Let Normandy put the spring in your step

What better place to brush off winter lethargy and enjoy the outdoors than in France’s beautiful Normandy? Just a short hop across the Channel, you’re spoilt for choice of springtime attractions in this coastal region, unfolding the minute you arrive in port and enticingly calm before the summer crowds arrive.

What’s more: 2019 is the year to visit Normandy. This beautiful part of France has been listed as one of the world’s top destinations to visit in 2019 by Lonely Planet, CNN, Frommer’s and Airbnb, for a number of exciting reasons.

Following renovations, family-friendly museum La Cité de la Mer in Cherbourg (External link) opens its epic new ‘Ocean of the Future’ exhibition this spring. Visitors will embark on an incredible underwater adventure, learning all about the deep sea through spectacular multimedia spaces and visiting 16 impressive aquariums housing beautiful sea creatures, from colourful exotic fish to species from the Channel.

As June marks the 75th anniversary of the D-Day Landings and the Battle of Normandy, now’s the time to get out and enjoy the D-Day Beaches (External link) on foot or on horseback before the military parades and camp re-enactments are set up. Normandy’s coastline is made up of vast stretches of golden sand, dramatic cliffs, pebble coves, sand dunes and sheltered bays, presenting numerous opportunities for taking the sea air. Or inland on the Seine, explore the vibrant city of Rouen (External link) in advance of the Armada festival in June, which will celebrate its 30th anniversary this year.

Spring is also the perfect time to discover or rediscover Normandy’s prettiest villages (External link) , which all look idyllic in springtime. Six Norman villages have been awarded the Plus Beaux Villages de France label, including the fishing port of Barfleur (External link) in Manche with its granite houses and quays. Legend has it that the boat that carried William, Duke of Normandy, was built here. Meanwhile, inland in Calvados, villages rarely come prettier than Beuvron-en-Auge (External link) , quintessentially Norman with colourful timber-framed houses, quaint cafés, a relaxed atmosphere and plenty of brocantes and antique dealers.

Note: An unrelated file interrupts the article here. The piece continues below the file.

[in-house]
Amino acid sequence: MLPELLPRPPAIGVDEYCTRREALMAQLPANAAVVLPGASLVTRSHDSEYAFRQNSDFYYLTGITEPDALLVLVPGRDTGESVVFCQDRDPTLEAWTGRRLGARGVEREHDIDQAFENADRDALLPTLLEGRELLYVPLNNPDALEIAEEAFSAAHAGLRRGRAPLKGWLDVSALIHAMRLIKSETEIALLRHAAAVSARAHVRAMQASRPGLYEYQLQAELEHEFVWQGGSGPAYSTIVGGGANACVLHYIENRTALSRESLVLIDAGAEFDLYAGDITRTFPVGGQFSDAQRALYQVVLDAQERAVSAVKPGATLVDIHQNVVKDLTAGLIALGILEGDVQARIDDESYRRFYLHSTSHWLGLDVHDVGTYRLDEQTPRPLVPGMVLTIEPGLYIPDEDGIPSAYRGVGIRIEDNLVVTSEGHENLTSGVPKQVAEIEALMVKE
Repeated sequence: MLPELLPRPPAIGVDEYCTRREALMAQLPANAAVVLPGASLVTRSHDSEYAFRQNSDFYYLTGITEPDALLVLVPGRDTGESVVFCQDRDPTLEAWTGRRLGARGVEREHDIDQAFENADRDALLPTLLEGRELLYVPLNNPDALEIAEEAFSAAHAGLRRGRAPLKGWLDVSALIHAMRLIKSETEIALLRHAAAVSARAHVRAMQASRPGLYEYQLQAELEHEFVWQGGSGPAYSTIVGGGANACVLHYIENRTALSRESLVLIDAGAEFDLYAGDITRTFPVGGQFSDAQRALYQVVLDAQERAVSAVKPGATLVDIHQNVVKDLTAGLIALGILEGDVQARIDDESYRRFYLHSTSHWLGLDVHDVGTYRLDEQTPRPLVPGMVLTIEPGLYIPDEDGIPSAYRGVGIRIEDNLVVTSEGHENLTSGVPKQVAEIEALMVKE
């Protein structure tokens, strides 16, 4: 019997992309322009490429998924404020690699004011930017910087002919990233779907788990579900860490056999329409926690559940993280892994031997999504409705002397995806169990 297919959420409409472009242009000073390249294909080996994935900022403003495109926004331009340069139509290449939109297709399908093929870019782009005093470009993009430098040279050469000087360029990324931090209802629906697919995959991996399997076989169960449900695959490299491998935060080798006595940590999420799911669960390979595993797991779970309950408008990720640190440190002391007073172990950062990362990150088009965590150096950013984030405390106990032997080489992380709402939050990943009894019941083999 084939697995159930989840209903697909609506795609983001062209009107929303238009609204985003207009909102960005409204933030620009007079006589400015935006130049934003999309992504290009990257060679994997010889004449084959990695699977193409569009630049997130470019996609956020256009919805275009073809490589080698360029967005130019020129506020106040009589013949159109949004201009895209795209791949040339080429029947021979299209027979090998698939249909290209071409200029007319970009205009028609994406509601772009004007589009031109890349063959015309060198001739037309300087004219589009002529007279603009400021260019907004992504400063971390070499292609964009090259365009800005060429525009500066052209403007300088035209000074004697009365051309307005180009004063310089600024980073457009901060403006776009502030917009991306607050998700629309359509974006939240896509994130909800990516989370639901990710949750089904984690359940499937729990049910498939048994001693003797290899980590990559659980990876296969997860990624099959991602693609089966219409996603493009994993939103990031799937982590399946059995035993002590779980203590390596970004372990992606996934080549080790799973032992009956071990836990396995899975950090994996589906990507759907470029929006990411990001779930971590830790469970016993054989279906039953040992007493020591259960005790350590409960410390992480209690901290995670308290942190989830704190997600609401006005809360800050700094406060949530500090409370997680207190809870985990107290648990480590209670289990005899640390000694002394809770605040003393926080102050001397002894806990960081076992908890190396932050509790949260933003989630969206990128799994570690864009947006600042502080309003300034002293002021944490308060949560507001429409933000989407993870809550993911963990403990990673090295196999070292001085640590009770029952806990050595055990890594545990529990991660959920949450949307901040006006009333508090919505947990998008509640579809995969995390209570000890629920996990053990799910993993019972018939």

Several big food and drink festivals (External link) are taking place in Normandy this spring: Les Rencontres de Cambremer, celebrating Normandy’s AOC products in Cambremer (4-5 May), and La Fête du Fromage in Pont-l’Evêque (10-12 May). Take the time to savour the region’s world-famous specialities and meet the artisans at the helm of their production.

Spring will have you falling completely in love with Normandy’s parks and gardens (External link) , such as Monet’s gardens at Giverny (External link) . The dreamy ponds of waterlilies created by the father of Impressionism gave him his greatest artistic inspiration – and thanks to generous donations the flower garden and Japanese-inspired water garden have both been beautifully restored. You should also make time to visit dreamy Bois des Moutiers (External link) in Varengeville-sur-Mer, which featured in Wim Wenders’ latest film Submergence. The outstanding gardens were planned by English architect Sir Edward Lutyens in collaboration with English landscape designer Gertrude Jekyll.

The best way of exploring? In the comfort of your own car, packed with everything you need. Normandy is easily accessible via Brittany Ferries’ ports of Portsmouth, Poole and Plymouth. What’s more, their superb choice of spring breaks, make getting there great value too!

Book now with Brittany Ferries (External link) and enjoy a 2-night sail & stay hotel break from just £121 per person.

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